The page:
Since catching his first wave at age 7, professional surfer Kurt Rist has been hooked. The 28-year-old Southampton native has slowly raised the stakes over the years, from spending his pre-teen years compulsively surfing Flying Point Beach to chasing big waves in Hawaii, and most recently, Ireland.
While destinations like Puerto Rico or Tahiti may be more common, Rist followed friend and fellow co-worker Dylan Stott to the Emerald Isle in October 2010 after seeing pictures of the huge waves on the northwest coast.
Rist admits the conditions were harsh, with a great deal of rain, wind and darkness. But the waves made up for it.
“[This past winter] we were surfing 20-to-30 foot waves every two weeks,” says Rist. “The next piece of land in the way of those huge storms [that were hitting the Northeast] is Ireland. All those snowstorms equaled huge waves in Ireland.
“It is the most big-wave time I have ever spent,” Rist adds.
Admitting that he broke a few boards in the big swells of Sligo County, Rist says his surfing crew made safety a priority, going out with a rescue team on jet skis if the waves were bigger than 20 feet.
This past winter, Rist rode a 60-foot-plus wave off the coast of Sligo. The ride put Rist on the map of big-wave surfers internationally and earned him a lead role in surf film Empire Now. The ride also earned him an entry into the Billabong XXL Global Big Wave Awards Contest. It was one of five rides he was able to enter and, though he didn’t win, he was invited to the awards ceremony in Los Angeles last May.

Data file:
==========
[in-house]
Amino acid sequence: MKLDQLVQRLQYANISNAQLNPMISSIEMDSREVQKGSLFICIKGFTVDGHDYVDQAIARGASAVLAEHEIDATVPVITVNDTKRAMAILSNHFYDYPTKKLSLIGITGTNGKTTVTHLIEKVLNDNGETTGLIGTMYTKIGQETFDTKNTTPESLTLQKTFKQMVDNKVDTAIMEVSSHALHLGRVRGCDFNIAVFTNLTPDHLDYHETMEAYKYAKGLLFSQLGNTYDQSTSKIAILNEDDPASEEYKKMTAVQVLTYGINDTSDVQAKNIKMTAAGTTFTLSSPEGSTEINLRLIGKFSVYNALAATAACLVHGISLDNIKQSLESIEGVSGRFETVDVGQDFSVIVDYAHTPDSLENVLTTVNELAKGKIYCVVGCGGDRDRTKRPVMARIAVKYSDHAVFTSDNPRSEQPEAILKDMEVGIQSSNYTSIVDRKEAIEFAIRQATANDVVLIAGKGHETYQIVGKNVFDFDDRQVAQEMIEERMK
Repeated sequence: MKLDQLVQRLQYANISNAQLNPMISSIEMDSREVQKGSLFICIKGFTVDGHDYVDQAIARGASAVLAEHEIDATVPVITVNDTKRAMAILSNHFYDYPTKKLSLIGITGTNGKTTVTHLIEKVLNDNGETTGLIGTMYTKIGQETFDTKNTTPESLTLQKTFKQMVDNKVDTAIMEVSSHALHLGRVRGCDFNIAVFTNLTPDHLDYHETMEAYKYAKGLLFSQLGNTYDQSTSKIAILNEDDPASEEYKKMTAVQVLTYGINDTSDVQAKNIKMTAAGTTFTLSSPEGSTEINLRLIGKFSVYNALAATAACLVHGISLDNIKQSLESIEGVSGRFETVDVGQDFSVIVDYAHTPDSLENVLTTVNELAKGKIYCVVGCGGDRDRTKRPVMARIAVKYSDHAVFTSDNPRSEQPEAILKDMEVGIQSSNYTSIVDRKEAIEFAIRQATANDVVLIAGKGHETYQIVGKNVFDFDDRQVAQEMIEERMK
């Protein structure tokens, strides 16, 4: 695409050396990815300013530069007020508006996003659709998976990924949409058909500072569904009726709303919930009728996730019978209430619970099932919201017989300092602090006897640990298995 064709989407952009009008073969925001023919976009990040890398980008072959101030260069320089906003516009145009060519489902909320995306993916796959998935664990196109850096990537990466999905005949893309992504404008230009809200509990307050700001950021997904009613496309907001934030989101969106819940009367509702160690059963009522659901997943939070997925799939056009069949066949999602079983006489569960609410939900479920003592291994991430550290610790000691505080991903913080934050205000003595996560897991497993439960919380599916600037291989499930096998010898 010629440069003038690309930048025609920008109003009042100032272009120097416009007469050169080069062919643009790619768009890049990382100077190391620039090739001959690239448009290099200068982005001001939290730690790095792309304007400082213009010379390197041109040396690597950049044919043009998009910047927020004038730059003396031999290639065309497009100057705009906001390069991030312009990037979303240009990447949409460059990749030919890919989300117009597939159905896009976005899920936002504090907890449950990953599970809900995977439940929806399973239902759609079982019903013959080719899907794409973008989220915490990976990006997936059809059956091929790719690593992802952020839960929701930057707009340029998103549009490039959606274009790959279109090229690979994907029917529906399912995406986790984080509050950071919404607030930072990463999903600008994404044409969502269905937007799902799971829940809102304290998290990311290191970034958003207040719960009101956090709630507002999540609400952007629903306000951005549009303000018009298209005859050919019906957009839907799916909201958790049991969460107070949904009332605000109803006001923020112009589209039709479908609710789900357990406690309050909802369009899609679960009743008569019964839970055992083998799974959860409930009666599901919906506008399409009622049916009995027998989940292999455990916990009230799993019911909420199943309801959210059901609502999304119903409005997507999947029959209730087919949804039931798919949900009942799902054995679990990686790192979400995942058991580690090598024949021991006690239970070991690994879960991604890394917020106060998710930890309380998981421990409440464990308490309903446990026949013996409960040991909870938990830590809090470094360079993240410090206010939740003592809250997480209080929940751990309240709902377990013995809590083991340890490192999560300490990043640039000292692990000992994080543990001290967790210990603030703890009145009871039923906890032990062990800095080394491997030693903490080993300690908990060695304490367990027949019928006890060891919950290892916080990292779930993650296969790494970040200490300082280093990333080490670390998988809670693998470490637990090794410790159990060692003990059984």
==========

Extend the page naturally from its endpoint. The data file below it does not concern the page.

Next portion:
“It is a very rare wave, it breaks once every five years. It is two miles off the Sligo coastline,” says Rist. “Dylan towed me in at the perfect spot. That was the fastest I have ever gone on a surfboard.”
When he is not chasing big waves, Rist runs his surf school, Surf Hampton, inherited from his uncle, Vinny McGann. Rist first began working at Surf Hampton when he was 13.
The camp has anywhere from 20 to 30 kids with zinc faces and wetsuits, running around in the sand and boasting about the 13-foot wave they caught the other day. Although the instructors say that, “No, that 10-year-old did not catch a 13-foot wave, and no, there is no way we would let a kid out in that kind of surf,” the enthusiasm is contagious as they scarf down watermelon for their mid-morning snack.
“A lot of people think of New York and they don’t think of ocean culture. But I want people to know that there is a great ocean culture out here,” says Rist.
Ready to go surfing but don’t have the gear? Rist recommends Sunrise to Sunset in Southampton as one of the longest running surf shops on the East End.
Have the gear but don’t know where to go? Rist gives an exclusive look at the best breaks in Southampton Town this year.
Ponquogue Beach Pavilion – Located on the western side of the Inlet, this beach has consistent surf thanks to the jetty.
Shinnecock East County Park “Flys” – Located on the eastern side of the Inlet, this is also a fairly consistent break. To park, you need a Green Key permit, available at the entrance.
Cryders – A Southampton Village beach located west of the Bathing Corporation, this outside break is great for big swells. You need a Village parking permit until September 15.
The Cut – Located between Scott Cameron Beach and Flying Point Beach, there can be great surf when Mecox Bay is dredged through to the ocean.
Mecox Beach – Rist believes Mecox was the best surfing break in Southampton this summer, thanks to several small sandbars off the coast.
Sagg Main Beach – This has a great break when Sagaponack Pond is dredged to the ocean.